The Digital Finance Analytics (DFA) Mortgage Stress Trends Data to December 2019 found the number of households in mortgage stress - defined by DFA as when household cashflows are negative - rose to 32.7% of all borrowing households. 

The number for October was 32.2%

That 32.7% figure represents 1.1 million households across the country, with more than 83,000 households predicted to be in default, despite the lower cash rate and "deeply discounted mortgages". 

Stress trends

Source: DFA

"Stress is assessed in cash-flow terms, and when money in is not sufficient to cover the costs of the mortgage and other regular outgoings, the household is flagged as stressed," DFA principal Martin North.

"Granted they may have the capability to tap into deposits, pull down on credit cards, or even sell property, but on a regular basis they are in strife. We find a significant gap between those we assess as at risk, and those who believe they do have financial difficulty.

"Many adopt the head in the sand approach and hope things will improve, but given the current economic outlook, we think that is a courageous stance to take."

The graph above shows Australia's average debt-to-income ratio remains high at 186.5, although there has been a recent drop from 191.

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    Mr North says he expects stress levels to continue to rise given current economic conditions.

    "Households would do well to draw up a cash flow, to identify money in and money out, determine which spending is essential and prioritise accordingly," he said.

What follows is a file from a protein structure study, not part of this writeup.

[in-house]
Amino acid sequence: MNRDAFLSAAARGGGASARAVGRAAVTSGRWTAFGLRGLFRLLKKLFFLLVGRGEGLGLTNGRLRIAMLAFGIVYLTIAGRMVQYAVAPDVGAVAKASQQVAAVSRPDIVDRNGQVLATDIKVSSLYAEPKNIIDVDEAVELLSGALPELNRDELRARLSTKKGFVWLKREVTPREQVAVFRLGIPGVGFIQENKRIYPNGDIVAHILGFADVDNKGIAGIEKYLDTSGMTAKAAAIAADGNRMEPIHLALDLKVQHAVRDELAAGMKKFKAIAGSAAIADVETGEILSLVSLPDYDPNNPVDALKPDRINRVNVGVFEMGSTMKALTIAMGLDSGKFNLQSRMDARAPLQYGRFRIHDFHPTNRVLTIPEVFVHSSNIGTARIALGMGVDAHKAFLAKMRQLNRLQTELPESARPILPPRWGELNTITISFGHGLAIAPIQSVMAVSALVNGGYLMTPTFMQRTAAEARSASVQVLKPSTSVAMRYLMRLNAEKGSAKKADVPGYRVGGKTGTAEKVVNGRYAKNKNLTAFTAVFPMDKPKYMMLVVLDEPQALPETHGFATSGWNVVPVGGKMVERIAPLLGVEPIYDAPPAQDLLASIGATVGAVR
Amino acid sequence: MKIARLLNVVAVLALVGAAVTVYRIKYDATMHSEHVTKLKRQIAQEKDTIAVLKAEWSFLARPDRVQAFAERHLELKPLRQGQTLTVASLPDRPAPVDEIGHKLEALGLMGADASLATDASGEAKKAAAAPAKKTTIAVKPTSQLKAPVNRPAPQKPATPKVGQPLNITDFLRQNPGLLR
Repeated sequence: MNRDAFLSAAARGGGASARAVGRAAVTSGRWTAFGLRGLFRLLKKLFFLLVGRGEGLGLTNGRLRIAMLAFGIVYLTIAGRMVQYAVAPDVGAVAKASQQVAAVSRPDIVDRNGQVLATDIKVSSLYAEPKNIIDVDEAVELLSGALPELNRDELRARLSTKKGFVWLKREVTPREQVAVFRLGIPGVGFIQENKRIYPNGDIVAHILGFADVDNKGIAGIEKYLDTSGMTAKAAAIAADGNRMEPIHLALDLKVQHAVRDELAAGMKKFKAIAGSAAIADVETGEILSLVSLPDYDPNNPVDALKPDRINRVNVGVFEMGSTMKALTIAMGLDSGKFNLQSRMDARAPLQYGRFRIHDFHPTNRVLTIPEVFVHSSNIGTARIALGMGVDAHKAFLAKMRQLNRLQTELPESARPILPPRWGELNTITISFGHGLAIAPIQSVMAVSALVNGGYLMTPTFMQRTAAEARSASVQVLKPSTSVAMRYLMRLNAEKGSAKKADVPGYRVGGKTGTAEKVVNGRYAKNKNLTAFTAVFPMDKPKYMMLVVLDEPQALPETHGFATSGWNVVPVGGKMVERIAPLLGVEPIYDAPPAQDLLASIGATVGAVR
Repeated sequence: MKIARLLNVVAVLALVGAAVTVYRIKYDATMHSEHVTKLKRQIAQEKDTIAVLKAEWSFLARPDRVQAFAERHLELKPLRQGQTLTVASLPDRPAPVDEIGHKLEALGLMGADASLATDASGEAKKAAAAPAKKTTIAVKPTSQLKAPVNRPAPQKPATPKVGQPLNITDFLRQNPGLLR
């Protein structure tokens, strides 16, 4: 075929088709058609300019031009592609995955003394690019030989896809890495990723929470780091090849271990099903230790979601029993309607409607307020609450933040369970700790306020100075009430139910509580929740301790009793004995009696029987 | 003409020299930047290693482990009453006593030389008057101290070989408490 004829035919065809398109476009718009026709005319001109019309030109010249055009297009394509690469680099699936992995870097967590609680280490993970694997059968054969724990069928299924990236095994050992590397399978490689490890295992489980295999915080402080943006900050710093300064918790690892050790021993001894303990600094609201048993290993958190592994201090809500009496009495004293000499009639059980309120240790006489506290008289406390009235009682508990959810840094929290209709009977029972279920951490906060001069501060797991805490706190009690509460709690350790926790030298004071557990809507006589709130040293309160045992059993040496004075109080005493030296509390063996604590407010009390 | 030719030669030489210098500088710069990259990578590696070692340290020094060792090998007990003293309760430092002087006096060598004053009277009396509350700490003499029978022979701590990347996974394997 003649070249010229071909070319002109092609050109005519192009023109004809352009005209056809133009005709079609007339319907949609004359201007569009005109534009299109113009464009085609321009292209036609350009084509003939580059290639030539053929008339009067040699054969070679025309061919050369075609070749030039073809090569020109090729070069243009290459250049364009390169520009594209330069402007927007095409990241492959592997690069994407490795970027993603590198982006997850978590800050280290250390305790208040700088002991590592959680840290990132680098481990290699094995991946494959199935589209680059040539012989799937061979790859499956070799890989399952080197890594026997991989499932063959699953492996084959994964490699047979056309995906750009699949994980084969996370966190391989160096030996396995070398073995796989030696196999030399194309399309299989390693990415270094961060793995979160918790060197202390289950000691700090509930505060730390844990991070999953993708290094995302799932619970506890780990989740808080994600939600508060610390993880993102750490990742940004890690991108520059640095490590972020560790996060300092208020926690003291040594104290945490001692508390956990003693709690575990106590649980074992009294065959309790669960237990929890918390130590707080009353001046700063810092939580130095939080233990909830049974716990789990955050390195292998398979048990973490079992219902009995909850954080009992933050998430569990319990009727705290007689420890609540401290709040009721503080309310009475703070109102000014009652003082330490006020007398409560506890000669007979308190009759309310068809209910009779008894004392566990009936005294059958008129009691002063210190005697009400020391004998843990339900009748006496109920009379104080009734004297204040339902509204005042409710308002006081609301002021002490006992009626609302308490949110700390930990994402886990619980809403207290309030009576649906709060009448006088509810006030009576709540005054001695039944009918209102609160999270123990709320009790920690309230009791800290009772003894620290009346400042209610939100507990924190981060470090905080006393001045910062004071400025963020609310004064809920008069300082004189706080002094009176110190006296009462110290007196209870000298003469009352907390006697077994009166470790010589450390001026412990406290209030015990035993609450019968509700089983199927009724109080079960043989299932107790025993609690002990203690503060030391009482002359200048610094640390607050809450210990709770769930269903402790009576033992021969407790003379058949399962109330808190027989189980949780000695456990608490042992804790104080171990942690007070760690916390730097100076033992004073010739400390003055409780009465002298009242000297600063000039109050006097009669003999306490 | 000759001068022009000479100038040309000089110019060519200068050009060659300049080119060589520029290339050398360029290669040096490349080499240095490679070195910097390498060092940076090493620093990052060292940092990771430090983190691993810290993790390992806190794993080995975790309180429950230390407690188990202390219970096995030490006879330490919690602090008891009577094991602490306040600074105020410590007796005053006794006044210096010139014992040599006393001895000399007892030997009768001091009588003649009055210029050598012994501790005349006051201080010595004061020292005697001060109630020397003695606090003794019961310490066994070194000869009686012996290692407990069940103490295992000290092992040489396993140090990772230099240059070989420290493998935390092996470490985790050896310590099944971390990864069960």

"And remember, if you are in financial difficulty banks have an obligation to assist, so go talk to them, early. Avoid the head in the sand posture, as it leaves other parts horribly exposed."

    He also said DFA would soon be releasing its household financial confidence (HFC) index, which highlights the challenging issues for households. 

    The HFC index for October 2019 was at its lowest point ever of 83.7, with the increasing cost of living a concern for 91% of the 50,000 homeowners surveyed. 

    Which states are the most stressed? 

    New South Wales, Victoria and Queensland reportedly have the highest levels of stress in the country, which may have something to do with the fact these states have the most expensive median property values in the country, according to CoreLogic data. 

    Victoria has a proportionally higher stress reading compared to New South Wales, however, with both of these states having just over 40% of households in mortgage stress. 

    The Northern Territory, South Australia and Tasmania have some of the lowest levels of mortgage stress but the highest proportion of households in difficulty, while West Australia has the highest risk of default over the next 12 months at 4.2%. 

    Stress by state

    Source: DFA

    Across the top postcodes, Toowoomba 4350 (48%), Liverpool 2170 (49%) and Fountain Gate 3805 (59%) have the highest portion of households in stress. 

    Even bigger numbers can be seen when divided by regions. 

    Central West Queensland has a mortgage stress rate of 75%, although this is only 300 households, while Alice Springs has a 65% stress rate with 2,000 households exposed.





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